There are so many things I love about working in an elementary school. Even though at the moment I'm aide-ing instead of teaching, it's still my absolute ideal place to work. Most days, even though it's always a wrench to get up in the morning, I'm genuinely happy to walk into school. I have amazing coworkers, and my school has a fantastic, upbeat atmosphere.


My days are usually full of energetic kids, challenging situations, lessons to be taught, shoes to be tied, and reminders and supports to be offered.



And every so often (read: every.single.day.) something unexpected happens. Something that reminds me that the title "teacher" covers so much more than instructing in arithmetic and reading.



Here are a few things that may or may not happen during the course of my day, serving students from ages 5 to 11, and working with the various staff members required to keep a school functioning:



Remind students to go the bathroom. And wash their hands. Three times a day. Every day. Every.single.day.



Jump, with cat-like reflexes, away from sneezes, coughs, and flying boogers. (Yes, they fly.)



Wash my own hands four million times a day.



Discuss the merits of bringing oxen vs. mules on your imaginary ship to your new pretend colony. Inform the students that oxen weigh more and eat more, but are stronger and good for pulling plows, but mules are more nimble and smaller. Wonder why you retained this random piece of information from Little House on the Prairie.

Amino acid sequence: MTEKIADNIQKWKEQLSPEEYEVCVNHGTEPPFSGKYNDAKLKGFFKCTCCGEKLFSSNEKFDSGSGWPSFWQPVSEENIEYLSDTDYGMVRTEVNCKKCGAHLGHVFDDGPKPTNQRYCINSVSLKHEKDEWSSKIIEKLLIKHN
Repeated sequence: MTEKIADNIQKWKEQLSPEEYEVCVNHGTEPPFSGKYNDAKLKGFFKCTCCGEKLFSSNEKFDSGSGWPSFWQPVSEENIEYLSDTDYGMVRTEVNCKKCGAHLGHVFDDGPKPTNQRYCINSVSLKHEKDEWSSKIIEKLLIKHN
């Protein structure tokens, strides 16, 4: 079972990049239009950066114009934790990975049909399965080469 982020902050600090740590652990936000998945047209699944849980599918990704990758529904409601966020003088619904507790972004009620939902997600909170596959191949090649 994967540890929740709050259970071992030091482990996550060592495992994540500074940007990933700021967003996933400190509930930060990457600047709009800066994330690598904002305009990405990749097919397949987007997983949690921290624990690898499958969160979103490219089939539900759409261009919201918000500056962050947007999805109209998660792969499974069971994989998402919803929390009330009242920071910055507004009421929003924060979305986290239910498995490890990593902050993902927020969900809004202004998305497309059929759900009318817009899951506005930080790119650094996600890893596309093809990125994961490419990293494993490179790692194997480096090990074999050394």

Receive anywhere from 2 to 20 hugs from 1st graders.



Make copies, cut things out, laminate the things, and then cut them out again...all while staying out of the office administrator's way because her to-do list is fourteen times as long as mine (or so she says).



Be offered a chocolate bar the week after Valentine's Day. Eat it anyway, because chocolate.



Switch gears from kindergarten morning meeting to third grade math (holy word problems, Batman) in the blink of an eye and frustrate countless students by needing to actually read the problem before offering solutions.



Be ignored by the lunch ladies (I will kill them with kindness, dammit).



Unclog sinks, toilets, and water fountains.



Wipe boogey noses, apply band-aids, feel foreheads, and solve most "medical" crises with either wet paper towels, hand washing, or a drink of water.



Tie four thousand shoelaces.



March down the hallway singing the ABC's and leading kindergarteners in rhyming word patterns.